Almond Market Update – December 2021
The Almond Board of California released the November 2021 position report
Shipments were 220.9 million lbs. vs. 263.2 m. in 2020 – DOWN 16% for the month (-15% YTD)
U.S. -4.0% (-3.7% YTD)
Exports -20.2% (-19% YTD)
Western Europe -48% (-22% YTD)
India -31% (-18% YTD)
Middle East / Africa -35% (-21% YTD)
China / Hong Kong/ Vietnam -43% (-19% YTD)
Japan +4% (+19% YTD)
South Korea -7% (+3% YTD)
Canada -20% (Flat YTD)
Central / Eastern Europe -62% (-32%)
Latin America / Caribbean -55% (-37% YTD)
The 2021 Crop
November 2021 receipts were 507 Million lbs. vs. November 2020 receipts of 601 million lbs. A decline of 94 million lbs. or 16% Total Receipts at 2.402 Billion are down from 2.447 Billion a year ago. With receipts slowing, each position report will be increasingly insightful into the final crop size.
Insect Damage shows 1.93%, up from 1.36% a year ago. Navel orange worm pressure increased with last year’s drought conditions. Damage from stink bug and Leaf Footed Plant Bug increased as well. Now is a great time of year for mummy shaking to reduce pressure for the 2022 crop.
November Shipments – another weak month but in-line with expectations. The shipping challenges remain very severe, and buyers are late to the table this year for a variety of reasons.
November Sales were 226 million lbs. vs. 235 million lbs. in November 2020 Another decent sales month.
Committed (Unshipped) stood at 753 million lbs. – down 25% from the 1 billion lbs. a year ago
Sold / Shipped Combined was 1.62 Billion lbs. – down 20% from the 2.03 billion a year ago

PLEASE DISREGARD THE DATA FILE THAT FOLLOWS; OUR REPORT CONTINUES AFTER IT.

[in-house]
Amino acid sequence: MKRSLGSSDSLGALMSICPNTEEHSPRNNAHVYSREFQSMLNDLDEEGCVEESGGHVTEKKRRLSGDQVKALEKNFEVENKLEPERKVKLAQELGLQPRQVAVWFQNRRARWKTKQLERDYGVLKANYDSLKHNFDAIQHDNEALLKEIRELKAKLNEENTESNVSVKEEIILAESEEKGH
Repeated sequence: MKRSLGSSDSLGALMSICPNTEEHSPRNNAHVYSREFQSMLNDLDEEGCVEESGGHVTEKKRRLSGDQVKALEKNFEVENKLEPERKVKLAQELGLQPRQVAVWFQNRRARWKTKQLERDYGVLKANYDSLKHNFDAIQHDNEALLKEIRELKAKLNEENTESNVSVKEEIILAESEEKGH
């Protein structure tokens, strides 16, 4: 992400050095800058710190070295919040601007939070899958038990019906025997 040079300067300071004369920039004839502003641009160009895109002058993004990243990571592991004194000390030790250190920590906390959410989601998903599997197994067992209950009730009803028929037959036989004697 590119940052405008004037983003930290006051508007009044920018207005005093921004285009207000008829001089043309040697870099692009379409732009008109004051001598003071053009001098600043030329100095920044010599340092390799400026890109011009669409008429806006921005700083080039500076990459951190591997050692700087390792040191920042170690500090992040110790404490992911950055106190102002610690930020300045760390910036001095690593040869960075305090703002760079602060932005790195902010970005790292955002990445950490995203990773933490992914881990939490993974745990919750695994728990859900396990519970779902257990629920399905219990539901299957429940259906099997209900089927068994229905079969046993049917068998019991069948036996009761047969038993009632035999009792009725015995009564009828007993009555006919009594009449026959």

The Industry Sold Position on 2021 Crop was 48.5% of total supply – down from 58% sold a year ago.
Buying interest has increased considerably in recent weeks but have been met with less offers. Grower support is sporadic and season pools generally have been comfortably sold.
Bullish factors in the current market include slowing crop receipts, drought concerns, prices (already being relatively low), and dwindling stocks in some key export regions including Europe.
Bearish factors include the strong dollar (up about 7% from the bottom in June), the weak shipment performance, low commitments, and the ongoing shipping challenges.
Overall the impact on the market from today’s report should be minimal.
Water remains very much on the minds of growers and handlers as we face increasing regulations coming into effect from many directions. In our monthly report from 30 years ago Ned Ryan pointed out the increasing importance of water in the years to come. Click on RPAC Newsletter from 1991 for Ned’s insights.
We wish everyone Happy Holidays and the very best for 2022.
Paul Ewing Dennis Soares
December Position Report – Wednesday January 11, 2022